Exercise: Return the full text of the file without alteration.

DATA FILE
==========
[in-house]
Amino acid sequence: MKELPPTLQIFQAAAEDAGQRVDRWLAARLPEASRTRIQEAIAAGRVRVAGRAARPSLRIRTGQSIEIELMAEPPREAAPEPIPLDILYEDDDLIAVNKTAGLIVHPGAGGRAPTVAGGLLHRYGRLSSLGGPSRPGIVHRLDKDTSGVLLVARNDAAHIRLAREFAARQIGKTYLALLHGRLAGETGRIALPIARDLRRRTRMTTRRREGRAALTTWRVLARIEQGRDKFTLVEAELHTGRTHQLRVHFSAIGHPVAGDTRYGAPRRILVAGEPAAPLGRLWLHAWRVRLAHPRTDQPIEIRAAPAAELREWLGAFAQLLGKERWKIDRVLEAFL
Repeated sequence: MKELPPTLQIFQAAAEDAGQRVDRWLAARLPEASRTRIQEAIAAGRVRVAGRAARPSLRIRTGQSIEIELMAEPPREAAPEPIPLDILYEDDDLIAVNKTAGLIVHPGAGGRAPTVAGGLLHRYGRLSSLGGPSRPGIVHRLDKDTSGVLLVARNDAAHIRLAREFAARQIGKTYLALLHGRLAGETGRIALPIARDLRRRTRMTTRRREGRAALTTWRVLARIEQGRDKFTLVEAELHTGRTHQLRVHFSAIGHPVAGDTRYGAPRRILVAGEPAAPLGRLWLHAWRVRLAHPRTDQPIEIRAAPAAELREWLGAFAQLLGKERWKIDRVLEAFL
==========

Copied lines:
[in-house]
Amino acid sequence: MKELPPTLQIFQAAAEDAGQRVDRWLAARLPEASRTRIQEAIAAGRVRVAGRAARPSLRIRTGQSIEIELMAEPPREAAPEPIPLDILYEDDDLIAVNKTAGLIVHPGAGGRAPTVAGGLLHRYGRLSSLGGPSRPGIVHRLDKDTSGVLLVARNDAAHIRLAREFAARQIGKTYLALLHGRLAGETGRIALPIARDLRRRTRMTTRRREGRAALTTWRVLARIEQGRDKFTLVEAELHTGRTHQLRVHFSAIGHPVAGDTRYGAPRRILVAGEPAAPLGRLWLHAWRVRLAHPRTDQPIEIRAAPAAELREWLGAFAQLLGKERWKIDRVLEAFL
Repeated sequence: MKELPPTLQIFQAAAEDAGQRVDRWLAARLPEASRTRIQEAIAAGRVRVAGRAARPSLRIRTGQSIEIELMAEPPREAAPEPIPLDILYEDDDLIAVNKTAGLIVHPGAGGRAPTVAGGLLHRYGRLSSLGGPSRPGIVHRLDKDTSGVLLVARNDAAHIRLAREFAARQIGKTYLALLHGRLAGETGRIALPIARDLRRRTRMTTRRREGRAALTTWRVLARIEQGRDKFTLVEAELHTGRTHQLRVHFSAIGHPVAGDTRYGAPRRILVAGEPAAPLGRLWLHAWRVRLAHPRTDQPIEIRAAPAAELREWLGAFAQLLGKERWKIDRVLEAFL